66.3 Whiteness, social order and heritage leisure: Reconstructing England through the national trust

Wednesday, August 1, 2012: 11:09 AM
Faculty of Economics, TBA
Oral Presentation
Karl SPRACKLEN , Carnegie Faculty, Leeds Metropolitan University, Leeds, United Kingdom
In the summer of 2011, the streets of London and many other cities and towns in England were the sites of unrest, in which multi-ethnic, young working-class Englanders looted their local shopping centres for cheap trainers, wide-screen televisions and cigarettes and alcohol. At the same time in the countryside of England, the members of the National Trust – the multi-million member charity set up to own, manage and preserve built heritage and landscapes in England and Wales  - continued to visit stately homes, where they admired antique furniture and ate cream teas (Jenkins and James, 1994). This research paper uses the National Trust as an empirical case study for a wider theoretical discussion about the role of heritage leisure in preserving and reconstructing elitist social identities and power relationships in these turbulent times of globalization, commodification and neo-liberalism (Roberts, 2011). Although some of the research data will be ethnographic field work, I will focus on the National Trust’s public documents, including its magazine and website, to provide a semiotic account of the symbols and myths tied up in such material. I will argue that while the National Trust itself attempts to reach out to inner-city youths, people from working-class and minority ethnic communities, the people coveted by the National Trust’s marketing belong to an exclusively white England that is situated in the imagined past of the glorious British Empire.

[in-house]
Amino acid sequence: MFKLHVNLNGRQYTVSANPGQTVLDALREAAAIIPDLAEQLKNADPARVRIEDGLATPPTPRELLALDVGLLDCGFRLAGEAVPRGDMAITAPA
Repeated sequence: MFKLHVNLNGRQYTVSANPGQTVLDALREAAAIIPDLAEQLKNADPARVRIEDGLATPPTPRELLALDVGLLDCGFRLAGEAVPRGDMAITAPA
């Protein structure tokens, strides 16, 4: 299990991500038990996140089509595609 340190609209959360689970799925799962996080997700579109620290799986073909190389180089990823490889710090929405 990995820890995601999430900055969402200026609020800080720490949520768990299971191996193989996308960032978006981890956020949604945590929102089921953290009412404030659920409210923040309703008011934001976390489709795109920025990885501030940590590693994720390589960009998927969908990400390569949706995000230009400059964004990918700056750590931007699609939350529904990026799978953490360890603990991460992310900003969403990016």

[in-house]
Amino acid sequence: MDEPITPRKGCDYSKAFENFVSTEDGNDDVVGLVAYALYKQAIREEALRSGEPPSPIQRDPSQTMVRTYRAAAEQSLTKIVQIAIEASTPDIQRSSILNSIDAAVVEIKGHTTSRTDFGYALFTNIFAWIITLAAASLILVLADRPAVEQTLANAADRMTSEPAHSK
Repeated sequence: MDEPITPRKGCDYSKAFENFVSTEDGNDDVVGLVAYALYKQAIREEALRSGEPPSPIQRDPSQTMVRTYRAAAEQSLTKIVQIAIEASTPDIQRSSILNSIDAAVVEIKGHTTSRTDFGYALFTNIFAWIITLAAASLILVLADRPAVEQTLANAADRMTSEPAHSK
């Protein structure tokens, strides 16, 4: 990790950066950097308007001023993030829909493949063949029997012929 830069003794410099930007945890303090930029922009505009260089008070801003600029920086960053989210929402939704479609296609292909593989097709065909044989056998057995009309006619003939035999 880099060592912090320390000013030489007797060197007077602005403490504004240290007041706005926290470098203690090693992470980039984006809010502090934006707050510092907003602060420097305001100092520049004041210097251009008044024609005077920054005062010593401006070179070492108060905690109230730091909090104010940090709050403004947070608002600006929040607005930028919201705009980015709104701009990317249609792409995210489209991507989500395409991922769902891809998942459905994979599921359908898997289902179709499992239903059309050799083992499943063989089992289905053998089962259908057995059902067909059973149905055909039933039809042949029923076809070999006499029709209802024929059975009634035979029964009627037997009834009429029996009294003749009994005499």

Jenkins J and James P (1994) From Acorn to Oak Tree: The Growth of the National Trust 1895-1914. London: Macmillan.

Roberts K (2011) Leisure: The importance of being inconsequential. Leisure Studies 30(1):  5-20.